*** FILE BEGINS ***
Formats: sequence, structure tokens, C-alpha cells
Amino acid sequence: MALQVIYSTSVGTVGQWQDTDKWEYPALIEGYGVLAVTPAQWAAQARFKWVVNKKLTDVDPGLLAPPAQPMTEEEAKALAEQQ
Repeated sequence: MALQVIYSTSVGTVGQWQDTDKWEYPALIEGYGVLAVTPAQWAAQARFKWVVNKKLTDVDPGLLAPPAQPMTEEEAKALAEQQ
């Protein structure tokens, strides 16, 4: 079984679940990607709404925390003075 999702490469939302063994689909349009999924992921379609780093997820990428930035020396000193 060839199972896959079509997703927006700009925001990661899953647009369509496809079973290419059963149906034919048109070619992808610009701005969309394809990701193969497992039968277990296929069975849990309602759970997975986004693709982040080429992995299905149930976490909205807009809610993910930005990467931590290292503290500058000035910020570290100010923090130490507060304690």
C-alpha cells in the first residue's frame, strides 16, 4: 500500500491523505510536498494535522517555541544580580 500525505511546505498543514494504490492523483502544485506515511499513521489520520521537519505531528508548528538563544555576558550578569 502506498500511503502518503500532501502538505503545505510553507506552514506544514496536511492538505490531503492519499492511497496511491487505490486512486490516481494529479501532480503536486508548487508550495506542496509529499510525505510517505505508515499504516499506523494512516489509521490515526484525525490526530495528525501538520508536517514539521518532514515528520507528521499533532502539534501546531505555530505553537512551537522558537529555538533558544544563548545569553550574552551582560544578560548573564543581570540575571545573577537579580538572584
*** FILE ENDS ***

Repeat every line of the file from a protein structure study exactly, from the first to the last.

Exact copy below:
Formats: sequence, structure tokens, C-alpha cells
Amino acid sequence: MALQVIYSTSVGTVGQWQDTDKWEYPALIEGYGVLAVTPAQWAAQARFKWVVNKKLTDVDPGLLAPPAQPMTEEEAKALAEQQ
Repeated sequence: MALQVIYSTSVGTVGQWQDTDKWEYPALIEGYGVLAVTPAQWAAQARFKWVVNKKLTDVDPGLLAPPAQPMTEEEAKALAEQQ
């Protein structure tokens, strides 16, 4: 079984679940990607709404925390003075 999702490469939302063994689909349009999924992921379609780093997820990428930035020396000193 060839199972896959079509997703927006700009925001990661899953647009369509496809079973290419059963149906034919048109070619992808610009701005969309394809990701193969497992039968277990296929069975849990309602759970997975986004693709982040080429992995299905149930976490909205807009809610993910930005990467931590290292503290500058000035910020570290100010923090130490507060304690």
C-alpha cells in the first residue's frame, strides 16, 4: 500500500491523505510536498494535522517555541544580580 500525505511546505498543514494504490492523483502544485506515511499513521489520520521537519505531528508548528538563544555576558550578569 502506498500511503502518503500532501502538505503545505510553507506552514506544514496536511492538505490531503492519499492511497496511491487505490486512486490516481494529479501532480503536486508548487508550495506542496509529499510525505510517505505508515499504516499506523494512516489509521490515526484525525490526530495528525501538520508536517514539521518532514515528520507528521499533532502539534501546531505555530505553537512551537522558537529555538533558544544563548545569553550574552551582560544578560548573564543581570540575571545573577537579580538572584